Plankton have a genome like no other
The genome of single-celled plankton, known as dinoflagellates, is organized in an incredibly strange and unusual way, according to new research. The findings lay the groundwork for further investigation into these important marine organisms and dramatically expand our picture of what a eukaryotic genome can look like.
Researchers from KAUST, the U.S. and Germany have investigated the genomic organization of the coral-symbiont dinoflagellate Symbiodinium microadriaticum. The S. microadriaticum genome had already been sequenced and assembled into segments known as scaffolds but lacked a chromosome-level assembly.
The team used a technique known as Hi-C to detect interactions in the dinoflagellate's chromatin, the combination of DNA and protein that makes up a chromosome. By analyzing these interactions, they could figure out how the scaffolds were connected together into chromosomes, giving them a view into the spatial and structural organization of the genome.
A striking finding was that the genes in the genome tended to be organized in alternating unidirectional blocks. "That's really, really different to what you see in other organisms," says Octavio Salazar, a Ph.D. student in Manuel Aranda's group at KAUST and one of the lead authors of the study. The orientation of genes on a chromosome is usually random. In this case, however, genes were consistently oriented one way and then the other, with the boundaries between blocks showing up clearly in the chromatin interaction data.
"Nature can work in a completely different way than we thought."
This organization is also reflected in the three-dimensional structure of the genome, which the team inferred comprises rod-shaped chromosomes that fold into structural domains at the boundaries where gene blocks converge. Even more intriguingly, this structure appears to be dependent on transcriptional activity. When the researchers treated cells with a chemical that blocks gene transcription, the structural domains disappeared.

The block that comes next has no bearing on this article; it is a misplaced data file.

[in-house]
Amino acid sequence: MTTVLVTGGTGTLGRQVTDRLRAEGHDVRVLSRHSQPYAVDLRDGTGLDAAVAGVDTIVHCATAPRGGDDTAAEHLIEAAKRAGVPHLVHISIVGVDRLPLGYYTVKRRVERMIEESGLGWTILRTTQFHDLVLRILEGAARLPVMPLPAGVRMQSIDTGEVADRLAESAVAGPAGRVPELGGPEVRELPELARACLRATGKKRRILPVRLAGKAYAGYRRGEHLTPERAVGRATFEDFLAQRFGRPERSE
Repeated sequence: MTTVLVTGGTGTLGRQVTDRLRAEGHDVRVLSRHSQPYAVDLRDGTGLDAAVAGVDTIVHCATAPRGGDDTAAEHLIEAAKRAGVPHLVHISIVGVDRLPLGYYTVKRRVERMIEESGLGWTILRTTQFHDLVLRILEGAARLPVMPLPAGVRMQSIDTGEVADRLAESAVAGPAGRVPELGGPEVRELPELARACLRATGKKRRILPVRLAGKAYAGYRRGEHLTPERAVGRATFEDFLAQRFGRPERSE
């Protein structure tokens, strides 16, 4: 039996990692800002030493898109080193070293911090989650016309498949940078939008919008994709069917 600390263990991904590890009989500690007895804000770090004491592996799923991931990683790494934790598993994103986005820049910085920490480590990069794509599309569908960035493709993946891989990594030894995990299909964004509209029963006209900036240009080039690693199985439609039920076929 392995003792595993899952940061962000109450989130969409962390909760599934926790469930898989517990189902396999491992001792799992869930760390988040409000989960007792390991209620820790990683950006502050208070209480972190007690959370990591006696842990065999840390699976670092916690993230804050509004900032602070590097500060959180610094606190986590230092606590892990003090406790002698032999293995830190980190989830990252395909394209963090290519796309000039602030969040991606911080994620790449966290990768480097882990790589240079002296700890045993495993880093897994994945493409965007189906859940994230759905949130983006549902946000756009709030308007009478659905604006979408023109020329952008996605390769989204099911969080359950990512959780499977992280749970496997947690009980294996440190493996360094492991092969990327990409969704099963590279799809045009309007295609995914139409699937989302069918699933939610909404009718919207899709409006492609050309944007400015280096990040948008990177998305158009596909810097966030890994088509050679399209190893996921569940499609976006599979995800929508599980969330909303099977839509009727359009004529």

This unusual link is consistent with another strange fact about dinoflagellates—they have very few transcription factors in their genome and do not seem to respond to environmental changes by altering gene expression. They may use gene dosage to control expression and adapt to the environment by losing or gaining chromosomes or perhaps via epigenetic structural modifications. The researchers plan to explore all of these questions.
Another open question is the origin of this exceptional genome structure. Dinoflagellates produce very few histones, the proteins used by other eukaryotes to structure their DNA, instead using viral proteins incorporated into their genome long ago. The extraordinary genome structure and genetic regulation may be a consequence of how these viral proteins work, but that remains to be confirmed.
The dinoflagellate genome defies the expectation and dogmas built from studying other eukaryotes. "It shows that nature can work in a completely different way than we thought," says Salazar. "There are so many possibilities for what could have happened as life evolved."